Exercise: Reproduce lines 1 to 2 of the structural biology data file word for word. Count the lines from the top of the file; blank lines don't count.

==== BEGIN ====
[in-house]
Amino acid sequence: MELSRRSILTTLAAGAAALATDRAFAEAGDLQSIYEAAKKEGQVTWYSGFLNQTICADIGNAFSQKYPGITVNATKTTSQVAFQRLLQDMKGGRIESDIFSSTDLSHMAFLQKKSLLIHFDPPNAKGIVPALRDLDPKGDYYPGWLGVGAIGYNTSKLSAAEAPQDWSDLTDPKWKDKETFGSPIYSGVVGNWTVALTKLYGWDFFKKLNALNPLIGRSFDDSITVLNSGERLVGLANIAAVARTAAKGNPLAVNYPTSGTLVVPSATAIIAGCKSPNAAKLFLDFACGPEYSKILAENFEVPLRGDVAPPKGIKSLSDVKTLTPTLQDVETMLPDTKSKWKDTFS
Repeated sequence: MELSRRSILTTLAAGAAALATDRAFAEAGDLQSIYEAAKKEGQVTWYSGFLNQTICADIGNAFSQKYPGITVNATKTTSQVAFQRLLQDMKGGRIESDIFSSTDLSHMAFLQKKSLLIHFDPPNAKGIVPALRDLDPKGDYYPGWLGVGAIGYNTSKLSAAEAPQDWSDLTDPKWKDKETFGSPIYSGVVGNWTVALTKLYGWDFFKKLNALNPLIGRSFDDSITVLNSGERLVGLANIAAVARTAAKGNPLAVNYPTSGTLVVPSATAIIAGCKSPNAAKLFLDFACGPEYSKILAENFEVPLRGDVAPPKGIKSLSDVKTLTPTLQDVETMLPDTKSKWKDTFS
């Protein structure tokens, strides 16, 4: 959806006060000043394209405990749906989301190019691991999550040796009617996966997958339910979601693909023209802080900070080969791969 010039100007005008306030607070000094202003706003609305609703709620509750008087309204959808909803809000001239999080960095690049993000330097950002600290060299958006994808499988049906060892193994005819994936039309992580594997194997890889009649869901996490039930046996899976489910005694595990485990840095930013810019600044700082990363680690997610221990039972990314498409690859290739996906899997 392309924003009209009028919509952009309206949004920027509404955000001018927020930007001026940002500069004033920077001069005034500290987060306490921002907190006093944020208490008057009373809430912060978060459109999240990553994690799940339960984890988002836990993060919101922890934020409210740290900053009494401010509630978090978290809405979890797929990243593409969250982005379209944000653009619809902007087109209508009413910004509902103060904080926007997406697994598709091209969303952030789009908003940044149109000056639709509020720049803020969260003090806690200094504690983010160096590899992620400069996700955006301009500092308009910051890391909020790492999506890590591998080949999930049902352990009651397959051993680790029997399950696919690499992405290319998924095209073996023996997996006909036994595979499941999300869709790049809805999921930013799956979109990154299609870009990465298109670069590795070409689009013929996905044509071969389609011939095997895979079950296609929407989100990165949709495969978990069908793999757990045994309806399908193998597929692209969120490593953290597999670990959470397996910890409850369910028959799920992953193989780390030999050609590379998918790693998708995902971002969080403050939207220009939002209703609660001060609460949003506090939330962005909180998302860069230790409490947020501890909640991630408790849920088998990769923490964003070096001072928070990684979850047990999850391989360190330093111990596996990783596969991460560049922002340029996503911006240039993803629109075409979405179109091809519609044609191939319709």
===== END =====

[in-house]
Amino acid sequence: MELSRRSILTTLAAGAAALATDRAFAEAGDLQSIYEAAKKEGQVTWYSGFLNQTICADIGNAFSQKYPGITVNATKTTSQVAFQRLLQDMKGGRIESDIFSSTDLSHMAFLQKKSLLIHFDPPNAKGIVPALRDLDPKGDYYPGWLGVGAIGYNTSKLSAAEAPQDWSDLTDPKWKDKETFGSPIYSGVVGNWTVALTKLYGWDFFKKLNALNPLIGRSFDDSITVLNSGERLVGLANIAAVARTAAKGNPLAVNYPTSGTLVVPSATAIIAGCKSPNAAKLFLDFACGPEYSKILAENFEVPLRGDVAPPKGIKSLSDVKTLTPTLQDVETMLPDTKSKWKDTFS